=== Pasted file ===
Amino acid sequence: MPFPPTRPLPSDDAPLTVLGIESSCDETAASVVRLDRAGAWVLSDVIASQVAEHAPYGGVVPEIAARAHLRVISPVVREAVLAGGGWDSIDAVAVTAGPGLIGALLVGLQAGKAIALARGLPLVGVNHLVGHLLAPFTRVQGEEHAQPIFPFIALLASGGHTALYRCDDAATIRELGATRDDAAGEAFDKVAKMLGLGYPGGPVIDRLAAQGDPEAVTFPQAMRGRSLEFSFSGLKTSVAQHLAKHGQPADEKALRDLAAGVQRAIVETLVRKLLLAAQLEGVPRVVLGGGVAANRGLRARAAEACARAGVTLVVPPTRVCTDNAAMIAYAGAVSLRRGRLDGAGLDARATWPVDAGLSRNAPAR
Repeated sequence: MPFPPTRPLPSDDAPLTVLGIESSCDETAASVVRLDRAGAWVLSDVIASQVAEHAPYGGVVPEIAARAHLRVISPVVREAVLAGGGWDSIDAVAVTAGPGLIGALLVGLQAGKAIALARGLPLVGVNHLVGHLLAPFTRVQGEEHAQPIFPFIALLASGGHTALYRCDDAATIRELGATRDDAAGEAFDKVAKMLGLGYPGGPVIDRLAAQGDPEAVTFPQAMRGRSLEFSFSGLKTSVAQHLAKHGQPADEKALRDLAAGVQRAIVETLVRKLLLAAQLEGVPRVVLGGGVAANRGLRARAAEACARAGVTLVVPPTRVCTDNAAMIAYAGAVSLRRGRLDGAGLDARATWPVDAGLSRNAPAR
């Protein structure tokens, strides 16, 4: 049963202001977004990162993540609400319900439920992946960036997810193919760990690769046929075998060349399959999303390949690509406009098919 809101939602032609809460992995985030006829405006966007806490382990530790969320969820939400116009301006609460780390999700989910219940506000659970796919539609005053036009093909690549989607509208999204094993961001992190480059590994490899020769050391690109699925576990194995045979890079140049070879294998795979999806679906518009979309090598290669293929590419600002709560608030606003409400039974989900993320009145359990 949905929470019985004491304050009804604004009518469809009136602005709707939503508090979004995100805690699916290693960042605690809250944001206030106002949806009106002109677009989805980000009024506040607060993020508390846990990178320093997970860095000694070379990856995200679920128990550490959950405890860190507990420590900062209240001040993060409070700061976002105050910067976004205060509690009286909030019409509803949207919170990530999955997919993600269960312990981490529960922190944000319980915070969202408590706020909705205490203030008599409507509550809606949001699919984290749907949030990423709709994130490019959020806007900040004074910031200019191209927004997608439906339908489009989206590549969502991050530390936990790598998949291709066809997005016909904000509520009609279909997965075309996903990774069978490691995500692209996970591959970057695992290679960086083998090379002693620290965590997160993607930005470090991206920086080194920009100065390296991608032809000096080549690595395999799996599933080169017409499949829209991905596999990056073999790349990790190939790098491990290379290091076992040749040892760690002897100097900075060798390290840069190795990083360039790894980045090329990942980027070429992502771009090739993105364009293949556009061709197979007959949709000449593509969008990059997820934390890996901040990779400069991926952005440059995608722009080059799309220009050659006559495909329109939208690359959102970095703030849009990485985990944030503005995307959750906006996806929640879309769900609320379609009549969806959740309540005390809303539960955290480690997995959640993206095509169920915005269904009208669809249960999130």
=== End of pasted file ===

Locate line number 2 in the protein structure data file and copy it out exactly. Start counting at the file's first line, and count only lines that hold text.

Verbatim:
Repeated sequence: MPFPPTRPLPSDDAPLTVLGIESSCDETAASVVRLDRAGAWVLSDVIASQVAEHAPYGGVVPEIAARAHLRVISPVVREAVLAGGGWDSIDAVAVTAGPGLIGALLVGLQAGKAIALARGLPLVGVNHLVGHLLAPFTRVQGEEHAQPIFPFIALLASGGHTALYRCDDAATIRELGATRDDAAGEAFDKVAKMLGLGYPGGPVIDRLAAQGDPEAVTFPQAMRGRSLEFSFSGLKTSVAQHLAKHGQPADEKALRDLAAGVQRAIVETLVRKLLLAAQLEGVPRVVLGGGVAANRGLRARAAEACARAGVTLVVPPTRVCTDNAAMIAYAGAVSLRRGRLDGAGLDARATWPVDAGLSRNAPAR